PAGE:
Education for Social Justice and Inclusion (ESJI)

Academic members:

Education for Social Justice and Inclusion (ESJI) researchers investigate growing and embedded educational inequalities to find new ways of understanding and reframing such inequalities. Our research identifies how education can better meet the needs of culturally and linguistically diverse communities and marginalised young people. It builds on a strong foundation of researching high poverty contexts by program members, along with award-winning research into teacher education.

Professor Wayne Sawyer and Dr Katina Zammit are known for their work in the Fair Go project on exemplary teachers and leadership in high poverty schools. Associate Professor Christine Woodrow has researched early childhood contexts and vulnerable communities in Chile and Australia. Dr Jacqueline D’warte researches language teaching and learning in diverse multilingual, multicultural schools. Associate Professor Susanne Gannon has investigated aspirations for higher education and teacher trajectories into the profession. Associate Professor Susanne Gannon has investigated aspirations for higher education and teacher trajectories into the profession and gender issues in education. Associate Professor Loshini Naidoo researches and teaches in the area of social justice education which includes refugee education, equity and access for students from low SES backgrounds and cultural, racial and ethnic diversity in education. Dr Rachael Jacobs has been working with the Sydney Theatre Company on a research project assessing the suitability of Drama to improve the language and literacy skills of newly arrived refugees and asylum seekers. The project operates at nine sites in Western Sydney, specialising in adult learning environments.   Dr Criss Jones Díaz's teaching, research and publications are in areas of diversity and difference, bi/multilingualism, early literacies and languages learning in childhood. Her work is informed by poststructural, critical and cultural studies focussing on languages, literacies and identity negotiation in contexts of social justice, diversity and difference.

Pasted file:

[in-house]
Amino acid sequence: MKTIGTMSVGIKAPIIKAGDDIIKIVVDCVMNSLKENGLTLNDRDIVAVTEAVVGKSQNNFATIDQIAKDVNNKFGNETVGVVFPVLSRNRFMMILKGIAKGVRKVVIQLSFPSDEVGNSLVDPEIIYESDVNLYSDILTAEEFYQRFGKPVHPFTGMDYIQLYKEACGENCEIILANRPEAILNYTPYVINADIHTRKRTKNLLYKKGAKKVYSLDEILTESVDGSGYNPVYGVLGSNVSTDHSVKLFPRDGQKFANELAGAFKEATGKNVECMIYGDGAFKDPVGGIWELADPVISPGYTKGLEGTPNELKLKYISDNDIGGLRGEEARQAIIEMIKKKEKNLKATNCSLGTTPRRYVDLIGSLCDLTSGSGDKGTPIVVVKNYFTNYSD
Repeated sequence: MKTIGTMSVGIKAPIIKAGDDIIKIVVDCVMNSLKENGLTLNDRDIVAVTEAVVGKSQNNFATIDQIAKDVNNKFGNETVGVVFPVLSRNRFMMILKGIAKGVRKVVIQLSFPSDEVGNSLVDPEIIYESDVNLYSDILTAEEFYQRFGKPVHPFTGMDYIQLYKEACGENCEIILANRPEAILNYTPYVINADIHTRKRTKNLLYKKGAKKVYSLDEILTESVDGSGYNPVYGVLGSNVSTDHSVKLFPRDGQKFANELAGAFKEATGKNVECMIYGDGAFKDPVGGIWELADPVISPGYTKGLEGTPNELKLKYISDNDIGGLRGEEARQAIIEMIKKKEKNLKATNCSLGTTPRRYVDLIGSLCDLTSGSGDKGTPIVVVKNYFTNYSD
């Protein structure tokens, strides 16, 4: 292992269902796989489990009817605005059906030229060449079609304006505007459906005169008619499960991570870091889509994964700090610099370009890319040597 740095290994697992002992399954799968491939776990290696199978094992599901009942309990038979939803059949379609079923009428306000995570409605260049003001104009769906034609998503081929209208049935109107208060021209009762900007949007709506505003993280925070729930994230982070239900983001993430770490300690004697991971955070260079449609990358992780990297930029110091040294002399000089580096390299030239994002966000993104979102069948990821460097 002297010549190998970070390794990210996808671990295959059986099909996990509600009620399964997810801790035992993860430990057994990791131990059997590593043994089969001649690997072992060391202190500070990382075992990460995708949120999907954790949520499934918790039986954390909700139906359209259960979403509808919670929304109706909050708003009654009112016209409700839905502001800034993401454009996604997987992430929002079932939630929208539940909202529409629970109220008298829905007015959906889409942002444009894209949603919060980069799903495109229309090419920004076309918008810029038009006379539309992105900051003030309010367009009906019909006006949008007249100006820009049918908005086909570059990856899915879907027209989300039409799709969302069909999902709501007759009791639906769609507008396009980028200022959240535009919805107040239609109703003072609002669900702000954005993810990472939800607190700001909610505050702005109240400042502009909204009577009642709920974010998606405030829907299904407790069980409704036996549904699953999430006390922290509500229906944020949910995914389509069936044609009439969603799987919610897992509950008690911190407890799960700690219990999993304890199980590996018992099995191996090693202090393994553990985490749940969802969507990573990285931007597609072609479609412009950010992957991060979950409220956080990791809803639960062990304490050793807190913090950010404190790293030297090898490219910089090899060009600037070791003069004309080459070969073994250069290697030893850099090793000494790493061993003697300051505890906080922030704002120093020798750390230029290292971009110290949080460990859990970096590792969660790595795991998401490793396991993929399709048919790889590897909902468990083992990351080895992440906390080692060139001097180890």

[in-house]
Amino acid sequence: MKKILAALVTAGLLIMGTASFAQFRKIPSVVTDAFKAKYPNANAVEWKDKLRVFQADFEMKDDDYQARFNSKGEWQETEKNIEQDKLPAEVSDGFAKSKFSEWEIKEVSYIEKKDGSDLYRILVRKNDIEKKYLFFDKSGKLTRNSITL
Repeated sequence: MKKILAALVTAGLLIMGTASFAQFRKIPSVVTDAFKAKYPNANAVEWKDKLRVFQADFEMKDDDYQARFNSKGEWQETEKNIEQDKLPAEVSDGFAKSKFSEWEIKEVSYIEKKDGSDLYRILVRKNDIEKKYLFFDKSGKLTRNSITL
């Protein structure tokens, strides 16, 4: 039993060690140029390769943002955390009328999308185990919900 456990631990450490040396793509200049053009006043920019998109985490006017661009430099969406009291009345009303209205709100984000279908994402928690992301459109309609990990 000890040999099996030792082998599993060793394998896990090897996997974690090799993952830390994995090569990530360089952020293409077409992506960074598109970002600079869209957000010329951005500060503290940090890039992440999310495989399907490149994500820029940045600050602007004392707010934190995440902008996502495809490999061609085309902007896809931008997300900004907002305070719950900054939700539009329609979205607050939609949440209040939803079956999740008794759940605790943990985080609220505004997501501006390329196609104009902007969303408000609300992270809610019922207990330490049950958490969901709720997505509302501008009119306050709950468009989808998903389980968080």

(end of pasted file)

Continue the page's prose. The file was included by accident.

Program members draw on an asset-based frame of reference which recognises diverse social, cultural and linguistic knowledges that students and communities bring to educational settings. We foreground education for democracy, social inclusion and flourishing in early years through to post-secondary education.

The research questions to which our work responds to are:

  1. How can educational settings better understand and respond to educational under-achievement?
  2. How can pre-service and in-service teacher education develop skills for pedagogies of reconnection?
  3. What new research methodologies offer fresh insights into the problem of underachievement and disengagement of young people and their families?
  4. What kinds of pedagogies and polices will productively engage with the linguistic, cultural and knowledge repertoires of students for educational success?
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